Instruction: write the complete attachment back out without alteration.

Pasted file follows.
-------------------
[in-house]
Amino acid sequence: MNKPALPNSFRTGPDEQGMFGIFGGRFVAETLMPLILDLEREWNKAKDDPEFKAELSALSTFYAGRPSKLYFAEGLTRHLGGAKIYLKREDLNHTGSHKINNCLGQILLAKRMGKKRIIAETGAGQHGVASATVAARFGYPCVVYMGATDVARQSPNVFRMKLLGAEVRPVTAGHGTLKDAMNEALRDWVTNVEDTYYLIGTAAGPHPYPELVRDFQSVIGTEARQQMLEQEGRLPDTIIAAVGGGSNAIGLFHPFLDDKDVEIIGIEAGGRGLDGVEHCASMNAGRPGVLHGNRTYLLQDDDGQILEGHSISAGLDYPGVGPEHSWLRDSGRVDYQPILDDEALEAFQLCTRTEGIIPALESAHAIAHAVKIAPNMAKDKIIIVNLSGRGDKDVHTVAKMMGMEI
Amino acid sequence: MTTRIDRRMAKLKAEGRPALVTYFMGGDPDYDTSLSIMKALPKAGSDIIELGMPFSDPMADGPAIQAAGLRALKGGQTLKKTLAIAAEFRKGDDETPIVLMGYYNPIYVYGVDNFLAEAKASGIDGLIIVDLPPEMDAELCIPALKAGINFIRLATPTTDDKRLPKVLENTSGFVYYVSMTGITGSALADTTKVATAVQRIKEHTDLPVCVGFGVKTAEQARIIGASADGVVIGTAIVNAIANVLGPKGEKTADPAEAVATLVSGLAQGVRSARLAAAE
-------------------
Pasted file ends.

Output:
[in-house]
Amino acid sequence: MNKPALPNSFRTGPDEQGMFGIFGGRFVAETLMPLILDLEREWNKAKDDPEFKAELSALSTFYAGRPSKLYFAEGLTRHLGGAKIYLKREDLNHTGSHKINNCLGQILLAKRMGKKRIIAETGAGQHGVASATVAARFGYPCVVYMGATDVARQSPNVFRMKLLGAEVRPVTAGHGTLKDAMNEALRDWVTNVEDTYYLIGTAAGPHPYPELVRDFQSVIGTEARQQMLEQEGRLPDTIIAAVGGGSNAIGLFHPFLDDKDVEIIGIEAGGRGLDGVEHCASMNAGRPGVLHGNRTYLLQDDDGQILEGHSISAGLDYPGVGPEHSWLRDSGRVDYQPILDDEALEAFQLCTRTEGIIPALESAHAIAHAVKIAPNMAKDKIIIVNLSGRGDKDVHTVAKMMGMEI
Amino acid sequence: MTTRIDRRMAKLKAEGRPALVTYFMGGDPDYDTSLSIMKALPKAGSDIIELGMPFSDPMADGPAIQAAGLRALKGGQTLKKTLAIAAEFRKGDDETPIVLMGYYNPIYVYGVDNFLAEAKASGIDGLIIVDLPPEMDAELCIPALKAGINFIRLATPTTDDKRLPKVLENTSGFVYYVSMTGITGSALADTTKVATAVQRIKEHTDLPVCVGFGVKTAEQARIIGASADGVVIGTAIVNAIANVLGPKGEKTADPAEAVATLVSGLAQGVRSARLAAAE